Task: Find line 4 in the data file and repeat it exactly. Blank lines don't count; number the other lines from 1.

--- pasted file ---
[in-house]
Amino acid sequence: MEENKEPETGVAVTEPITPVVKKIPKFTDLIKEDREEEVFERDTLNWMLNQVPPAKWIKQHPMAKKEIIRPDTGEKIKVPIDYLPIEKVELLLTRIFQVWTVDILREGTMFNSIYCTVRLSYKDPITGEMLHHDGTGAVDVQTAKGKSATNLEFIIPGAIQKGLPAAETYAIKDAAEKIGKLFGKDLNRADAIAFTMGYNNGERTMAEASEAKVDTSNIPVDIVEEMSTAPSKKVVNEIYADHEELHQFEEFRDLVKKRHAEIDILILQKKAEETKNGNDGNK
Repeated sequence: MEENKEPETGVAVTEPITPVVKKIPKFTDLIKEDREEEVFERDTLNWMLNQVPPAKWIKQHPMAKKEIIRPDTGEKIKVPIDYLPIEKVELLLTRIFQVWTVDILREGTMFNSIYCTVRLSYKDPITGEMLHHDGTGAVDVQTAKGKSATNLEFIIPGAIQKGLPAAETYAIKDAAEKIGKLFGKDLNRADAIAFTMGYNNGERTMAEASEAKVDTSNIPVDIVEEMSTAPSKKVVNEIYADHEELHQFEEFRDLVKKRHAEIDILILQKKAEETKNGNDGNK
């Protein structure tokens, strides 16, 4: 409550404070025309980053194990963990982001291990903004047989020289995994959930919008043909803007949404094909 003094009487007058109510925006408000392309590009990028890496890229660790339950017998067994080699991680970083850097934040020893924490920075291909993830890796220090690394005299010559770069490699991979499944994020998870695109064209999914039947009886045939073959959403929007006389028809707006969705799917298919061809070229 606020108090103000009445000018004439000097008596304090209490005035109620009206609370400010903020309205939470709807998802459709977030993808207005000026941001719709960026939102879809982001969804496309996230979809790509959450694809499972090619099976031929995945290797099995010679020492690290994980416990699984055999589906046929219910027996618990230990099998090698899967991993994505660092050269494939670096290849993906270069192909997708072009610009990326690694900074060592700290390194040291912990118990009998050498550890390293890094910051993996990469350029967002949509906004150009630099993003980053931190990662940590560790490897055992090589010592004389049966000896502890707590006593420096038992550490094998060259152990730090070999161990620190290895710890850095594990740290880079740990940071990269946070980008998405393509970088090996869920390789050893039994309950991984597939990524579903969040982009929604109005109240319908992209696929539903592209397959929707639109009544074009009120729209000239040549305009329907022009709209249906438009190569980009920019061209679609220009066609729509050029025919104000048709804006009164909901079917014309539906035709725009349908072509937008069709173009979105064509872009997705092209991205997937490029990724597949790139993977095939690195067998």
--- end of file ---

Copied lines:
């Protein structure tokens, strides 16, 4: 409550404070025309980053194990963990982001291990903004047989020289995994959930919008043909803007949404094909 003094009487007058109510925006408000392309590009990028890496890229660790339950017998067994080699991680970083850097934040020893924490920075291909993830890796220090690394005299010559770069490699991979499944994020998870695109064209999914039947009886045939073959959403929007006389028809707006969705799917298919061809070229 606020108090103000009445000018004439000097008596304090209490005035109620009206609370400010903020309205939470709807998802459709977030993808207005000026941001719709960026939102879809982001969804496309996230979809790509959450694809499972090619099976031929995945290797099995010679020492690290994980416990699984055999589906046929219910027996618990230990099998090698899967991993994505660092050269494939670096290849993906270069192909997708072009610009990326690694900074060592700290390194040291912990118990009998050498550890390293890094910051993996990469350029967002949509906004150009630099993003980053931190990662940590560790490897055992090589010592004389049966000896502890707590006593420096038992550490094998060259152990730090070999161990620190290895710890850095594990740290880079740990940071990269946070980008998405393509970088090996869920390789050893039994309950991984597939990524579903969040982009929604109005109240319908992209696929539903592209397959929707639109009544074009009120729209000239040549305009329907022009709209249906438009190569980009920019061209679609220009066609729509050029025919104000048709804006009164909901079917014309539906035709725009349908072509937008069709173009979105064509872009997705092209991205997937490029990724597949790139993977095939690195067998």